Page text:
A Deal With The Universe


Reviewed by: Jennie Kermode

A Deal With The Universe
"The film cuts through al the intellectual debate around these subjects to remind us of the human experiences at their core."

Receiving a lot of attention in LGBT circles and not much elsewhere, A Deal With The Universe will doubtless have slipped under the radar for many people. It's true that it's technically poor - it's a first piece of work by a director with little training - and it looks rough. But the story it tells is a powerful one and it's very well constructed. It's especially difficult to know what to keep in and what to leave out when telling one's own story. Jason Barker exercises excellent judgement and the result is a film that gradually builds to a strong conclusion.

Jason and his partner Tracey have been trying for some time to have a baby. Because Jason is trans they're using donor sperm, but several attempts get them nowhere. There seems to be a problem with her eggs; the good news is that Jason can provide a back-up supply. Then Tracey develops breast cancer and it becomes apparent that pregnancy is not going to be an option for her. Only one option remains for them to have a child who is biologically theirs (and though it's not mentioned in the film, adopting with a history of serious illness can be difficult). Jason will have to stop taking testosterone and try to get pregnant himself.

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For the avoidance of doubt, Jason - even without his medication - is not somebody who looks particularly feminine. The idea of being visibly male and pregnant is daunting - he knows the kind of hate that's out there and besides, he's a private kind of person who doesn't like fuss. Though he copes remarkably well with coming off his hormone treatment (a process that can have deeply unpleasant psychological effects), it clearly adds to his stress - and stress makes getting pregnant more difficult.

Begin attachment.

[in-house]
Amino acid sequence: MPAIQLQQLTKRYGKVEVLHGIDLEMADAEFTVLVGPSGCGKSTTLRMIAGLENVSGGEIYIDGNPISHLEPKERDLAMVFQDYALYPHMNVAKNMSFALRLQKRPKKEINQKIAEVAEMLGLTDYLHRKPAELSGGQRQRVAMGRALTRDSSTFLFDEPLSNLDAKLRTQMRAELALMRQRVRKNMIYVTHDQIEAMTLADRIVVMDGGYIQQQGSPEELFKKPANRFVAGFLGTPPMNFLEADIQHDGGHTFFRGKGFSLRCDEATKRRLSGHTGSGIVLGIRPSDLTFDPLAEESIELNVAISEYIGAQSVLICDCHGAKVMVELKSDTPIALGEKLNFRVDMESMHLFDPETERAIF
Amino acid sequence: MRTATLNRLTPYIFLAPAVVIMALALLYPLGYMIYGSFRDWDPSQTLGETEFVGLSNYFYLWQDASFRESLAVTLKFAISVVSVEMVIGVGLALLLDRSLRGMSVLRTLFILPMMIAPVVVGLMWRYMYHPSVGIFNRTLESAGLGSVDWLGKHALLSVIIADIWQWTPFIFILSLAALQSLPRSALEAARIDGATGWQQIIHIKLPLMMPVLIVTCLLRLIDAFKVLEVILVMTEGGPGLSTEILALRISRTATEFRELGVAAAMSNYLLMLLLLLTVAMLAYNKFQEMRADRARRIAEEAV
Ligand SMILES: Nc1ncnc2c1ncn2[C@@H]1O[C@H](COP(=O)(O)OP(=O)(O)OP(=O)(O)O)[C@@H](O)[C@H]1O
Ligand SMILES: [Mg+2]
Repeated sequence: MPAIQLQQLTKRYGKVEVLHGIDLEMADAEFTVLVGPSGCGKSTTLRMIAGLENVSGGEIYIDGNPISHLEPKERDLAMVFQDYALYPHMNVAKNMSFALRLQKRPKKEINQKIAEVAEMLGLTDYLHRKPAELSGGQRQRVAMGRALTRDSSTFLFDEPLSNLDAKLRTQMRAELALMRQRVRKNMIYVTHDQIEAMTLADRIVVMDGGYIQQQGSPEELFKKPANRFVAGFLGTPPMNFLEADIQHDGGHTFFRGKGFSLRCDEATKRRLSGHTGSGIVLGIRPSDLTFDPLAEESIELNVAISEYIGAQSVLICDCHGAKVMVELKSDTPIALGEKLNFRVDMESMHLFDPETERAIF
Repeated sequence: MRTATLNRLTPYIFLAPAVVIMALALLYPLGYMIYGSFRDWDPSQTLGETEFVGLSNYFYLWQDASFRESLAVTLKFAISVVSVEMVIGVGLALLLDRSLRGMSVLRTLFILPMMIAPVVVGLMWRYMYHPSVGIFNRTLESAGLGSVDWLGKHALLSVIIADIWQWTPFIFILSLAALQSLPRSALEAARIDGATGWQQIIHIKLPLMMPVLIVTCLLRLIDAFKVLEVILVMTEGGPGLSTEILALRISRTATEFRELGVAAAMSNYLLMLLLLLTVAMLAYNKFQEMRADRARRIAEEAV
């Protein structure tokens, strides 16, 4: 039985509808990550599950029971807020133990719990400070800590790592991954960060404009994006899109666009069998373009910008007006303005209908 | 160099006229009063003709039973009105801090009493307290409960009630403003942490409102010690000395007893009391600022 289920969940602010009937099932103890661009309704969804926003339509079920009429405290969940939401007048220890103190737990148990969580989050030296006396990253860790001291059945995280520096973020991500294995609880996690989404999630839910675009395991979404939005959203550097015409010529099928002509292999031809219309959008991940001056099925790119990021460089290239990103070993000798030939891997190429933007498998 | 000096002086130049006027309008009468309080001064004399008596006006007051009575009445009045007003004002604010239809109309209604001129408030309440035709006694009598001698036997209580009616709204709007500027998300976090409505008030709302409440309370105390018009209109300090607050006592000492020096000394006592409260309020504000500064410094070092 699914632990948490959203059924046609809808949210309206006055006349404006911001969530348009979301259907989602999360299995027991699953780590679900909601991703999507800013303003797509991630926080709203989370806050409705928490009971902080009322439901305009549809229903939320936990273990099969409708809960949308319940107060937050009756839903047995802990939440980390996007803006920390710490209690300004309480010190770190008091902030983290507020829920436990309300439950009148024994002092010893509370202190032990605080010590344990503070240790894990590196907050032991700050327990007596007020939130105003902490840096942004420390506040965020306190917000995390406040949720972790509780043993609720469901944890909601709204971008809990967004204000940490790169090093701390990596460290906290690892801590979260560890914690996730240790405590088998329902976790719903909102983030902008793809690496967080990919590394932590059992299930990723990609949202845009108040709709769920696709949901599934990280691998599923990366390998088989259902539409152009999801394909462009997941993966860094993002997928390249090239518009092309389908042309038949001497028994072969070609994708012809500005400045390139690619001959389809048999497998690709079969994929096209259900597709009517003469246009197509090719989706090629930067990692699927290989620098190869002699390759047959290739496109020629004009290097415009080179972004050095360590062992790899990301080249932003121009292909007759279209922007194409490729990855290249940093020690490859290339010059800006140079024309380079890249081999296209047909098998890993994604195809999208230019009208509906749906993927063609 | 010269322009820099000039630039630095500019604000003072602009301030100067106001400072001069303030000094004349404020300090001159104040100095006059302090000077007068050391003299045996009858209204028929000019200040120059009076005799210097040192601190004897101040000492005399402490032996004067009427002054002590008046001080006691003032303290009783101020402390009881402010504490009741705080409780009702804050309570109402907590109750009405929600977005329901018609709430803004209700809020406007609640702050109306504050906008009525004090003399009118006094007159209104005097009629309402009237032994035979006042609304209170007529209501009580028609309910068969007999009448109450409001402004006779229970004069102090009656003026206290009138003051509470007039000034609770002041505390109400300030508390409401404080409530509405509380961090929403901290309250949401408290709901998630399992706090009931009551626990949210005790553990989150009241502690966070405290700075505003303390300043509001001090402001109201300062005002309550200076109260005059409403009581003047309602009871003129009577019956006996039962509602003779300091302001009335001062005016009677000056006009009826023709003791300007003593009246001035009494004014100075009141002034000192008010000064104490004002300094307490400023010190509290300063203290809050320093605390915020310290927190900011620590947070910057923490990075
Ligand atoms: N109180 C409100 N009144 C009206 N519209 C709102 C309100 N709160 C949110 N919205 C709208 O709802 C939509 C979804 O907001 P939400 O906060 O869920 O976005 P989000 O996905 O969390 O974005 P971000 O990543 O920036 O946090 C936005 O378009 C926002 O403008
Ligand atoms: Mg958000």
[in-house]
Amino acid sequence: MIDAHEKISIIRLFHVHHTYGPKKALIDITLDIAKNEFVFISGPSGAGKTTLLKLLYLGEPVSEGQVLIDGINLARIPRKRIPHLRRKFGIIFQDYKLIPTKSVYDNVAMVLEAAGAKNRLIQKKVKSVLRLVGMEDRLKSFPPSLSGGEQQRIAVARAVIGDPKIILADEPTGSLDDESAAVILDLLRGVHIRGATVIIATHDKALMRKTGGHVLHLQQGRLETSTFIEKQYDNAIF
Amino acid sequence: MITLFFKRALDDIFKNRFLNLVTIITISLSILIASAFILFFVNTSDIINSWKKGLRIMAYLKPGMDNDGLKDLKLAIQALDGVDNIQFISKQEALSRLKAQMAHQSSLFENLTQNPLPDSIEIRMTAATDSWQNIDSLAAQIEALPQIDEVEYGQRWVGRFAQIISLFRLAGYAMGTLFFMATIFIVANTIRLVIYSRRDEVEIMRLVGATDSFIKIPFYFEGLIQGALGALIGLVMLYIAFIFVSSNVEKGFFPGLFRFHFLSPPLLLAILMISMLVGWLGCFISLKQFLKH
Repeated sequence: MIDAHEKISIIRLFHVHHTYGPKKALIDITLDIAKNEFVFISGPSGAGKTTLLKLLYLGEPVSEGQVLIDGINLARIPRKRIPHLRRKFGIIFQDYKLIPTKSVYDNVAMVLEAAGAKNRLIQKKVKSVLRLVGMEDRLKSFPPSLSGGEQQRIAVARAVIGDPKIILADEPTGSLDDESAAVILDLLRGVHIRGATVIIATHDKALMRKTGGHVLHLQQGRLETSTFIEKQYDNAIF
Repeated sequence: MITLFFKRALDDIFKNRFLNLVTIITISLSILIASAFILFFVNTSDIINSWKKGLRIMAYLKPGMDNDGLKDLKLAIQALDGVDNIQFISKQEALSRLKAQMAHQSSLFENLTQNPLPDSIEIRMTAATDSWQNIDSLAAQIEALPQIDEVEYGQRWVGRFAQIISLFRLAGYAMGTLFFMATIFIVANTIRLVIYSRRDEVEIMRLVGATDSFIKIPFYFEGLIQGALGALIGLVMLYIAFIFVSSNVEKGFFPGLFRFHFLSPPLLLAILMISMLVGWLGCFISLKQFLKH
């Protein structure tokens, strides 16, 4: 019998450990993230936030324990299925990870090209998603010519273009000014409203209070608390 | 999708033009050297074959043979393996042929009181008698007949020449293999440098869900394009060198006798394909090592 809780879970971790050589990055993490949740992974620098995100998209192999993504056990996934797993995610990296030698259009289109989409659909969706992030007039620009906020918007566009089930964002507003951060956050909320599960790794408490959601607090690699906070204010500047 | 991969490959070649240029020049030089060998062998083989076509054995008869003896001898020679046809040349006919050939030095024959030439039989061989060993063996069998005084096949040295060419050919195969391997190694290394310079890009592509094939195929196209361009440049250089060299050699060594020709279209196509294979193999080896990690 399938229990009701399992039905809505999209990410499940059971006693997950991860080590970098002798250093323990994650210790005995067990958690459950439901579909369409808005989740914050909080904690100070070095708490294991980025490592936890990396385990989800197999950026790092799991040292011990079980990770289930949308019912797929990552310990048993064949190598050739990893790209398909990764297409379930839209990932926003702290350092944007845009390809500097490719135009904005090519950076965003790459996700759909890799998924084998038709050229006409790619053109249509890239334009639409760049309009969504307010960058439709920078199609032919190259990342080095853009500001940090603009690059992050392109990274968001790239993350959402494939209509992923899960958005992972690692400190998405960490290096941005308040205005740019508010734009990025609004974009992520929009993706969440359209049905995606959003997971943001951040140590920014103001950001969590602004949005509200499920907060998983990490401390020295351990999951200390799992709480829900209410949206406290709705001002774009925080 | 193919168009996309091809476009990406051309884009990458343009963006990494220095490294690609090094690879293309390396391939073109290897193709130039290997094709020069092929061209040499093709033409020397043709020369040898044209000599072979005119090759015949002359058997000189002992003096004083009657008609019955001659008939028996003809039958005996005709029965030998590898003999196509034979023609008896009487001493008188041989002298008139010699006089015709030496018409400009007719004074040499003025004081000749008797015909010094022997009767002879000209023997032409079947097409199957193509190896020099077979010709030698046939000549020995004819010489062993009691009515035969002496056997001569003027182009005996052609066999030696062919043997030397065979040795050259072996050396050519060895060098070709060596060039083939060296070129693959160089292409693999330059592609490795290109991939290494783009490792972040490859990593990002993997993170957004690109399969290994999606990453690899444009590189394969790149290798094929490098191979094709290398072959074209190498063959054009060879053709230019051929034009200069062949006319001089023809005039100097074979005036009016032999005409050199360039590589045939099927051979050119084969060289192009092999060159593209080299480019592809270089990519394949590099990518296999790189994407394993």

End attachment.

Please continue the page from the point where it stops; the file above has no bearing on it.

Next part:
As we follow the couple through literally dozens of pregnancy attempts, it's impossible not to be awed by their fortitude and ingenuity. Jason acknowledges that some people think of what they're doing as selfish - some even disapprove of him having a child when he's trans - but he's not interested in arguing. Instead he simply demonstrates, by offering viewers intimate access to their lives, how much this matters to Tracey and him. Whatever else you may think of them, it's impossible to deny their devotion to becoming parents or the love they have to give. The film cuts through al the intellectual debate around these subjects to remind us of the human experiences at their core.

The film is illustrated with home video footage going back years. Around the pregnancy attempts and the story of Tracey's cancer, we see a great deal of day to day life, getting to know the couple's home and friends and cats. We see what the desperation for a baby does to them: the intense research into scientific and medical issues and the adoption of all manner of different mystical approaches because hey, who knows, they might work, right? The unpolished nature of the footage makes all of this feel rawer and more immediate than it might otherwise have done; there's no distancing cinematic gloss.

An intensely personal, challenging film that anyone who has ever wanted a child will be able to relate to, A Deal With The Universe isn't the sensational story viewers might expect from its subject matter, but finds its own magic in the most ordinary of places.

Reviewed on: 11 Dec 2018
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The filmmaker documents 15 years of his life, including aspects of his transition and his subsequent pregnancy.
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Director: Jason Barker

Writer: Jason Barker

Starring: Jason Barker, Tracey Barker

Year: 2018

Runtime: 90 minutes

Country: UK


Flare 2018
SQIFF 2018

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